Issue 165 - 04 | Resolving the Green Paradoxes: Thriving Under Energy Transition Uncertainties

By Ricardo G. Barcelona
Published June 13, 2018 10:00 a.m.
“Renewables are perceived as social goods that deliver social benefits (i.e. less pollution) while incurring private costs (i.e. higher life cycle costs). Hence, economics and policy are locked in blind alleys where subsidies become central to achieving their ends. However, the cure becomes worse than the disease when highly distorted systems emerge: expensive supplies are favored, investments are turned into rent extraction opportunities, and risks are increased when firms’ continued viability is dictated by policy actions.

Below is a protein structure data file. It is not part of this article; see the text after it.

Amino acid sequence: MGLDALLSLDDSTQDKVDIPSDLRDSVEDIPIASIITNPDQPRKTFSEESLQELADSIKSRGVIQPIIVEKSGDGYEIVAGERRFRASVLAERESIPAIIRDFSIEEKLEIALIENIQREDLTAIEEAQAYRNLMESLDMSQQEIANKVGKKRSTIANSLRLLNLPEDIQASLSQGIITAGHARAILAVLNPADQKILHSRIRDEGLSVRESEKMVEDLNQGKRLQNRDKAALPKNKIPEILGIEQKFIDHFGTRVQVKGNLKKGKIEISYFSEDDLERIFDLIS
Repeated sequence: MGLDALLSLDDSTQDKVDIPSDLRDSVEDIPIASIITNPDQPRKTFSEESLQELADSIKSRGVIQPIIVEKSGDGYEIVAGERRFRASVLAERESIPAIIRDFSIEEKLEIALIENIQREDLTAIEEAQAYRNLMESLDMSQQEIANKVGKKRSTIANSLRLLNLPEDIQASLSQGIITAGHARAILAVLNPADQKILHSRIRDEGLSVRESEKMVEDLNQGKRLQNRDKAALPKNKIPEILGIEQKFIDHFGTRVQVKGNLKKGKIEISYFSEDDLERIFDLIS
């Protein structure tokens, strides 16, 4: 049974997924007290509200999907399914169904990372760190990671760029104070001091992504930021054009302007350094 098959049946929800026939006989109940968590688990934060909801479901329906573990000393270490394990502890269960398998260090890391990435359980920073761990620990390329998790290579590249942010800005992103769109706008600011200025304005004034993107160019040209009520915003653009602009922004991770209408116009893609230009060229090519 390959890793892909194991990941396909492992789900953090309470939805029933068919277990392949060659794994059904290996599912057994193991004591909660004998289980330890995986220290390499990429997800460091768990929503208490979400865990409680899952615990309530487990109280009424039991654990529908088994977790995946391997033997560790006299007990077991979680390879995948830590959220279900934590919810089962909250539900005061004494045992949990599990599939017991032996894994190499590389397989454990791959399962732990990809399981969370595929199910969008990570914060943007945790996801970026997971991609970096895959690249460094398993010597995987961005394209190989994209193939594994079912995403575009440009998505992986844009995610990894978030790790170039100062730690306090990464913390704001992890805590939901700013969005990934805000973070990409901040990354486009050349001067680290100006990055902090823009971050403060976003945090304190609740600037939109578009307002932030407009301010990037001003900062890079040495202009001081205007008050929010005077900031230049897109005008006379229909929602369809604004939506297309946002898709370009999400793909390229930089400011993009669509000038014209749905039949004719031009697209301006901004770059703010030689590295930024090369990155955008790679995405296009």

In reality, renewables are among the myriad of technology choices that have economic costs and benefits. In this context, renewables are economic goods that aim to gain traction, or niches, within an evolving and transitioning energy market. This perspective leads to very different conceptions of optimality and a ‘common good.’”

About Ricardo G. Barcelona | Ricardo G. Barcelona, PhD in Management, King’s College London, United Kingdom, lectures at leading business schools. He served in senior leadership roles at Royal Dutch Shell, Netherlands and London. As investment banker, he was top rated equity analyst and adviser whilst at SBC Warburg and ABN Amro/Rothschild.

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An Adaptive Approach to Profiting from Uncertainties (2017)
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